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Tuesday, 9 October 2012

At the Gates of Paradise - Ranjan Nehru

Shahid stopped
at the Gates of Paradise
and found it had no post-office.

He travelled back to New York
through New Delhi and Boston,
then, from atop the Twin-Towers
declared
the magic words of a poet.

The beloved witness saw:

The army trucks whining past the high-way,
puffing, fretting and fuming,
dodging the grenades and the IED’s
while the Valley was de-weeded 
through Kalashnikovs,
loaded with Jehad
and what they understood of the Holy Verses,
through letters
of twenty-four hour deadlines
dispatched in a country without a post-office,
through calls
from loud-speakers blaring from atop the Minarets, 
through streams of cold blood
frozen into icicles
trickling into droplets of death,
through decrees
scribbled on the inside of a cigarette box.

And, as terror mounted on stallions of fear,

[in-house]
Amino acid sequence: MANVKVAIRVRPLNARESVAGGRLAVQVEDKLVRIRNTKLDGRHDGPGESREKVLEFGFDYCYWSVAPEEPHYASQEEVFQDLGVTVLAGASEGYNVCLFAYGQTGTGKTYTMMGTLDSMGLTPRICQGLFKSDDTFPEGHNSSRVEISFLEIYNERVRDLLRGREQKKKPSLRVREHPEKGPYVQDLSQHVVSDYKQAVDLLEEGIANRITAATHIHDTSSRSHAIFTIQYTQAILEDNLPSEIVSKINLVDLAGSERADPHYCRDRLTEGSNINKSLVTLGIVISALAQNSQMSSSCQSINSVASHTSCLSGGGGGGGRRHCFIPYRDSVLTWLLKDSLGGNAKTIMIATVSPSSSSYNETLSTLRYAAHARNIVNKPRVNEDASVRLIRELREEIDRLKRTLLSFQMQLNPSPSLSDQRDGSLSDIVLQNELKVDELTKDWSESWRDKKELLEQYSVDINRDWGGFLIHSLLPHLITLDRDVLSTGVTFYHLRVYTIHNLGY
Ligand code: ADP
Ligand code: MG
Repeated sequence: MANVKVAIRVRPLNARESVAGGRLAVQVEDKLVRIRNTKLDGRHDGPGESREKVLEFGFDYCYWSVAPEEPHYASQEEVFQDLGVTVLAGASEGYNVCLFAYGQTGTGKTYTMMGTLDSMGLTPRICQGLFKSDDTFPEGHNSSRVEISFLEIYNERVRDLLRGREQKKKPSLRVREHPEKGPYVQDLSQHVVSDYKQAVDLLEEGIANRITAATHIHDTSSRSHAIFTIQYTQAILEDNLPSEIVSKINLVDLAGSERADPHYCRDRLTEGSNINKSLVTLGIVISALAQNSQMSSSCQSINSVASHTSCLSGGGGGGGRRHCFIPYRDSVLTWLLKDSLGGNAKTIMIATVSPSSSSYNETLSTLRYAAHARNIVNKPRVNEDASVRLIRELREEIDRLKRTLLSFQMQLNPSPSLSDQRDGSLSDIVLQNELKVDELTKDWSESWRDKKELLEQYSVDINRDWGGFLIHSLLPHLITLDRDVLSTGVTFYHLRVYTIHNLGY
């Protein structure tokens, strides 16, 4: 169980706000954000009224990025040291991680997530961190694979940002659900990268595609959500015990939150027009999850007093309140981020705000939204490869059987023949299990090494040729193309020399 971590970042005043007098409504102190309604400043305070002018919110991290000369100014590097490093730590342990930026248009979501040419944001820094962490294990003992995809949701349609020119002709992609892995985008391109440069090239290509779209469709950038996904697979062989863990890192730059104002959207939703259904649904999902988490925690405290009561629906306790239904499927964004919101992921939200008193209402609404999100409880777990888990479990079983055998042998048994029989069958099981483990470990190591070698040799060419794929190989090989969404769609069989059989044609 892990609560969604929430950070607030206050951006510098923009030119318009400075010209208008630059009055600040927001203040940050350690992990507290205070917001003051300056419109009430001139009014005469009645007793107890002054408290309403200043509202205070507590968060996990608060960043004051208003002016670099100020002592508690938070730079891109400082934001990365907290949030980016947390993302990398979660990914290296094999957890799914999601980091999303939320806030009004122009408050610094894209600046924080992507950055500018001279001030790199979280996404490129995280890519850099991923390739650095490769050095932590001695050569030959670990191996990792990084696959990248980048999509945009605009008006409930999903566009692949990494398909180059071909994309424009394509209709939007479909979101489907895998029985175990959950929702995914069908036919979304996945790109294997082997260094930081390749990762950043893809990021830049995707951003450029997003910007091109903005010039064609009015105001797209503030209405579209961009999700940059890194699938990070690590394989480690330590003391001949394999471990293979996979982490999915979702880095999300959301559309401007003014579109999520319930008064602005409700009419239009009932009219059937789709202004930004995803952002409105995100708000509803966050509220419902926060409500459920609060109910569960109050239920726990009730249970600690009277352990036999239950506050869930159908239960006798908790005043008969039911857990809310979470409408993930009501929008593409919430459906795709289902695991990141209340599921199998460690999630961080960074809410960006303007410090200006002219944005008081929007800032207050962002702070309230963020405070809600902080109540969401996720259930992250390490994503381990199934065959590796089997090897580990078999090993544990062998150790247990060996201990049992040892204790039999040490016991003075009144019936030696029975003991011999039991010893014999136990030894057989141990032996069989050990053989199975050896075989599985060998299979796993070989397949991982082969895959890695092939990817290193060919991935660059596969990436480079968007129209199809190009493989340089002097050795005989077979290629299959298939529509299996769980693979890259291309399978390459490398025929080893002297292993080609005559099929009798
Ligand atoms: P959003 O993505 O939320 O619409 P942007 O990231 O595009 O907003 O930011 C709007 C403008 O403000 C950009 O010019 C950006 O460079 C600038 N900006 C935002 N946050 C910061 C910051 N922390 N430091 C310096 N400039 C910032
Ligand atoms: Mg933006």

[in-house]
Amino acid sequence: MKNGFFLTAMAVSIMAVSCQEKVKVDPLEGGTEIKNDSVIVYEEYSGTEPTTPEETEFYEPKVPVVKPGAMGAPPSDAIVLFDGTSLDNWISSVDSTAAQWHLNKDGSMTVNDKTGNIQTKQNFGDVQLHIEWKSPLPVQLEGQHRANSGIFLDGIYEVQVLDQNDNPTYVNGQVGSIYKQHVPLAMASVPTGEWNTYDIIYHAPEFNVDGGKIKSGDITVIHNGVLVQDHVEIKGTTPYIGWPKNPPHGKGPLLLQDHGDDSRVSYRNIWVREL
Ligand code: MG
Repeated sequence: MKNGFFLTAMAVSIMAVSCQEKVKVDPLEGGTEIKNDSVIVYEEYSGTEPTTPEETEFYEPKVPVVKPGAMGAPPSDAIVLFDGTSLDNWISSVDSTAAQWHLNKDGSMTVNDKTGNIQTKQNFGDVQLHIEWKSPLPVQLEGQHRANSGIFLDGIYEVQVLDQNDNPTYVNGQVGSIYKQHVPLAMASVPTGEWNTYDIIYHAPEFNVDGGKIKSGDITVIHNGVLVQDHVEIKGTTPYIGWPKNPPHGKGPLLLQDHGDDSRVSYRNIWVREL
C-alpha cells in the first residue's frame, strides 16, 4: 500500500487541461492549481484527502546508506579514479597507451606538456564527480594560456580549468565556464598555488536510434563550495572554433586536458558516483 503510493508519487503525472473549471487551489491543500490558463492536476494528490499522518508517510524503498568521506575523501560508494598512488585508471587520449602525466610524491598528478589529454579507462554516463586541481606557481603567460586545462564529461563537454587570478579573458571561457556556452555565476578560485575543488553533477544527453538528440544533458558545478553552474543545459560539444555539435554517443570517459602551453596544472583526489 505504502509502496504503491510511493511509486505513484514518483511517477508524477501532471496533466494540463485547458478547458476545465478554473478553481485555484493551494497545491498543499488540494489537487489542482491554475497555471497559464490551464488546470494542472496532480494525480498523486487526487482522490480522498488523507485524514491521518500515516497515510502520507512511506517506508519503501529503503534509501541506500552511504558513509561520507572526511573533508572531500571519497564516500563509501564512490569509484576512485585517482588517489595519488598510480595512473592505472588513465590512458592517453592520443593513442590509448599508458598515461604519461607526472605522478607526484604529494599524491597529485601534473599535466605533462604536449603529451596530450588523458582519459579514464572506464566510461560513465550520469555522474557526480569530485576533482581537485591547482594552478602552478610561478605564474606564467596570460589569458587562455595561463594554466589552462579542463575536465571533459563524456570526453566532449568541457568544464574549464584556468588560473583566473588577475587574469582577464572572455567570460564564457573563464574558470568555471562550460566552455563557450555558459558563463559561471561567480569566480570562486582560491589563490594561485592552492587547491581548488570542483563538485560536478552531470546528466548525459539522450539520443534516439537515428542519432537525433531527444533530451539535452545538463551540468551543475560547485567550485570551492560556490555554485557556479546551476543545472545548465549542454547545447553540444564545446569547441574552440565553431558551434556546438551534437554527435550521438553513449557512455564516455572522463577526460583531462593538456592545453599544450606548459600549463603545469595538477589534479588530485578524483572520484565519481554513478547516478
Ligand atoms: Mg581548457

the German Gestapo reincarnated
in Jehadi uniforms.


Shahid must have seen this 
(as true witnesses do):

the crackdowns,
the missing lists,
the mothers whose sons didn’t return ,
the whip of the goons
unleashed by the Occupying Forces.

Shahid must have seen it, seen it all.
in the land of his longing .

Sarvanand Premi,
the poet from Anantnag,
received the honours with bullets
for dreaming a freedom
not as good as what Shahid dreamt.

Shahid must have seen the rape of the hounded tribe
as the last of them left the Valley
fearful of those who swore by freedom.

Shahid must have seen from Earth to sky;
poets see it all.